Because they traded away their fourth rounder to ensure to trade up in the first round and ensure that they would land Anthony Davis, and gave Miami their fifth rounder for WR Ted Ginn Jr., the 49ers first pick on the third day didn't come until the sixth round, the 173rd overall. One would think that at such a low spot the leading rusher of the SEC, only the best conference in all of college football, wouldn't be there waiting for them.
Yet that's exactly what Mississippi State RB Anthony Dixon, who had a school-record 1,391 rushing yards last season, was doing. Dixon is also the Bulldogs' all-time leader in rushing yards (3,994) and touchdowns (42). For all his accomplishments, you'd think that he'd be quite upset or bitter about not being picked sooner, but the upbeat Dixon doesn't seem to be wired that way, and called being drafted by the 49ers, "a dream come true."
In fact, he's actually an avid fan of the team and has been his whole life, going back to the Jerry Rice (another Mississippi native) days.
He's very familiar with the current roster, including running backs Frank Gore and Glen Coffee. "I've watched those guys, studied them, and whenever they're on TV I try to watch them," he said.
Dixon is determined to have a positive attitude, regardless of how low the odds are stacked against him. Just being drafted in itself is a blessing for a guy looking to take care of his family. "If I didn't show anyone that I have first round talent, then I'm sure going to try my dangest to play like that when I get there," he said.
Dixon described his game as "very physical," adding, "I embrace contact, I enjoy the contact. I like to practice and I love the game of football."
The scouting report on him is that, as a 233-pounder, he's a guy who prefers running between the tackles, fighting for yards and always falls forward. He doesn't have the speed to go around the edge or to run away from anybody, he's not elusive, and he's been known to fumble when in a pile, however.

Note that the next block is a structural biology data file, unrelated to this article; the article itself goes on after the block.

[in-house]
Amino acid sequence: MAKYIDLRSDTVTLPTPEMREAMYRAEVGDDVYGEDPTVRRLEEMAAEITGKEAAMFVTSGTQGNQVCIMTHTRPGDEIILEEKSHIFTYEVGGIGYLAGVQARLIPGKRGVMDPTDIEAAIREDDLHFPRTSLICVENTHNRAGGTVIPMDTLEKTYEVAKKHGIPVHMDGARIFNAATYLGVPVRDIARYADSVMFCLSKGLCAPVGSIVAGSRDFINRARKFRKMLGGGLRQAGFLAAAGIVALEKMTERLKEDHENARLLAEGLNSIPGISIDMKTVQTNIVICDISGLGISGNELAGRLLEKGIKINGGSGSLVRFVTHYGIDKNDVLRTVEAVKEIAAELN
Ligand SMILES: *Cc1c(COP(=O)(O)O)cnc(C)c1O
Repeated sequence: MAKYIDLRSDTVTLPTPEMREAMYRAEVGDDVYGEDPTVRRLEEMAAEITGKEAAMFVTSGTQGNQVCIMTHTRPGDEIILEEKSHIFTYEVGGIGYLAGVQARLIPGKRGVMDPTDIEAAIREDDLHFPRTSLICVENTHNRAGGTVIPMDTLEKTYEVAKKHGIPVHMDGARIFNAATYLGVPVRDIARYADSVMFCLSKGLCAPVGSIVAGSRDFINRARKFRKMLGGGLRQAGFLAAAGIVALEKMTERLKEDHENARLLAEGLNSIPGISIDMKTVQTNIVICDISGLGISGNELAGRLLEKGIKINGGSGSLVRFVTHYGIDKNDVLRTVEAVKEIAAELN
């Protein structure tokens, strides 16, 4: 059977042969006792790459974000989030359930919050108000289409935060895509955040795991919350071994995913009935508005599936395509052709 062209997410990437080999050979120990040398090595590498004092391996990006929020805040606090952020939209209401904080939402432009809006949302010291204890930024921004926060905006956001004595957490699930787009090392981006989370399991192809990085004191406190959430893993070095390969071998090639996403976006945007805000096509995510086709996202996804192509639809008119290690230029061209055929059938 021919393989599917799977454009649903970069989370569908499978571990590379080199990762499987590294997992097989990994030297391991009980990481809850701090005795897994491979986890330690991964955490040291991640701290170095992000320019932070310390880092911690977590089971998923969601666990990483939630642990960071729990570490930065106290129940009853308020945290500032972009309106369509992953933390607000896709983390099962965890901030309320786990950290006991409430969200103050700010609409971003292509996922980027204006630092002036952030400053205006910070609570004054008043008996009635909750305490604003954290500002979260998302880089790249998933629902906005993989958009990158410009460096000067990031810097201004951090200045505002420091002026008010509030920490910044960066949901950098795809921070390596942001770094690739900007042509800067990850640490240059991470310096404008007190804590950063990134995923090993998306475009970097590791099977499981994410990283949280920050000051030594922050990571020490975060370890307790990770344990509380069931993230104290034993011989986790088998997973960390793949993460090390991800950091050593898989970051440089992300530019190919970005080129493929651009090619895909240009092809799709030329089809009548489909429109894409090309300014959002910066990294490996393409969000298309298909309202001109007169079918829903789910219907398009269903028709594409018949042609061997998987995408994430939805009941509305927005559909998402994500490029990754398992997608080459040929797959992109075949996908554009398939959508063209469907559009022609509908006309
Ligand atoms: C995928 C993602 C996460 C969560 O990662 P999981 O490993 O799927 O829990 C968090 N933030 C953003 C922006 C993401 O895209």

Dixon does have pretty good hands for a big man as a receiver though. For now his role will probably be a hammer in short yardage situations, where the Niners were poor last year, though that had more to do with their blocking than their backs.
Work ethic should not be an issue with Dixon. He's had a tough upbringing, including a couple spells of homelessness, and indicated that period of his life was a source of motivation for him. He also had a DUI last season, however, but that was his only character red flag. Hopefully it was just a one-time incident and he'll learn from it.
Pittsburgh's Nate Byham, meanwhile, has also had to deal with a less-than-idyllic childhood. "I was raised by my grandfather," he said, adding, "I've never met my father and my mom has had a lot of drug and alcohol issues and a lot of personal issues throughout my life. I've been in and out of a lot of houses and a lot of close friends have helped me out. I've always been with my grandfather and he's been a rock and taken care of me."
Byham will now look to return the favor, hoping to begin a long and successful career as a second or third tight end. He has no aspirations about being the next Dallas Clark. In fact, he's well aware where his strengths lie, and how different his viewpoint about the position is from the norm. "I like to bloody noses," he said. "I don't shy away from contact, I'm going into the hole and I'm looking to hit somebody. I think that's what makes me unique. There's not too many tight ends these days that want to go in there and try to hurt somebody. I'm trying to inflict pain."
In a draft class filled with all-catch, no block tight ends such as Florida's Aaron Hernandez and BYU's Dennis Pitta, there's no question that Byham is the best blocker of the bunch. At 6'4, 268 pounds, he better be. "It's something I pride myself on," he explained. "I've had coaches my whole life, like Dave Wannstedt [at the University of Pittsburgh], who like to play old-school, hard-nose football."